… My marriage to my ex-husband was one that was devoid of love and respect. I never was particularly fond of the man, only what he represented.
We had met in college. He was a student that I tutored. We hit it off well, the intimacy was appreciated and we quickly became inseparable. I valued the companionship and the intimacy, but I never particularly felt close to him. At his urging, I entered therapy briefly to discuss my relative lack of feelings and was briefly misdiagnosed with Asperger’s.
I forced an answer on the question of marriage after only knowing him for five months. He was useful and he was mine. I wanted to ensure that he would be mine for a long time. Looking back, I should have realized intellectually that such a mindset was odd. Then again, this was many years before the word ‘psychopathy’ ever entered my mind.
Our marriage was as loveless as was the courting phase. I quickly began to understand how to manipulate and leech him. He provided an alleviation of boredom, physical intimacy, and utility, so I wanted to ensure that my pet Swiss army knife was available at all times.
Several times during the marriage, I tried to coerce sex from others. He was boring. I loved breaking him down during sex, but hated his attempts to make sex anything more than the psychological game it was for me. Unfortunately, such attempts with others never panned out.
The night after the marriage ceremony, I ignored him. I had a fine bottle of Jack Daniels and some books to read and games to play. He was not important to me, even on what would be, for many, the “happiest” day of their life. I had a toy that would have difficulty in leaving. I had a toy that could be broken over and over again.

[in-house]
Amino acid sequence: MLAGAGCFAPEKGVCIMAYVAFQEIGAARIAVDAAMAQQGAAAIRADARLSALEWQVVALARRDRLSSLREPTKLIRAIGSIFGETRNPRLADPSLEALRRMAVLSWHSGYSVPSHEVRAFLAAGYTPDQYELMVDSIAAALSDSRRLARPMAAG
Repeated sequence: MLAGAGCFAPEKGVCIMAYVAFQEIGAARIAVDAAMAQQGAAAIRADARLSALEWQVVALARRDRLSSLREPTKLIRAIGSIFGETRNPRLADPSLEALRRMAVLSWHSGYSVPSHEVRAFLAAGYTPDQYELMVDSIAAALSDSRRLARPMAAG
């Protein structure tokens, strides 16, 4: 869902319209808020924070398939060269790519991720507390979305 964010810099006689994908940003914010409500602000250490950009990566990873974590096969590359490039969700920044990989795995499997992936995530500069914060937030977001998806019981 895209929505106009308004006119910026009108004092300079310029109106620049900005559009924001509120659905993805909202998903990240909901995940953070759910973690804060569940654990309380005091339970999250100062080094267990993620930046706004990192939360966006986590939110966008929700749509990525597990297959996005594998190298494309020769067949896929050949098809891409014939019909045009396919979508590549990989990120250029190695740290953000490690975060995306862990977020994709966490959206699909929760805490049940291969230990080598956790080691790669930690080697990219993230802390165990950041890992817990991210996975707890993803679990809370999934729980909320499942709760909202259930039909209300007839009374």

Because he would alleviate boredom, I would become upset whenever he would go off for “him time”. Eventually, I realized that I could cite my depression and force him to stay with threats of self-harm and suicide. His life did not matter to me; only what he could provide for me.
Eventually my parasitism would prove too much and he threatened to leave. He thought I acted the way that I did out of the genetic depression that I had fought for the whole of my life. He did not realize that my parasitism and callousness were intentional and thought out. After one particular night of parasitic behavior, he threatened to leave. In return, I threatened to kill myself, faked a frantic search looking for pills to overdose on, and suggested that I be taken to the psych ward. I believed that by “seeking help”, I would be able to appease him and continue a relationship of benefit for myself alone. Such did not work.
My relationships are not of love, they are utility. He was a pawn and one that was moved for many years until he was dispatched…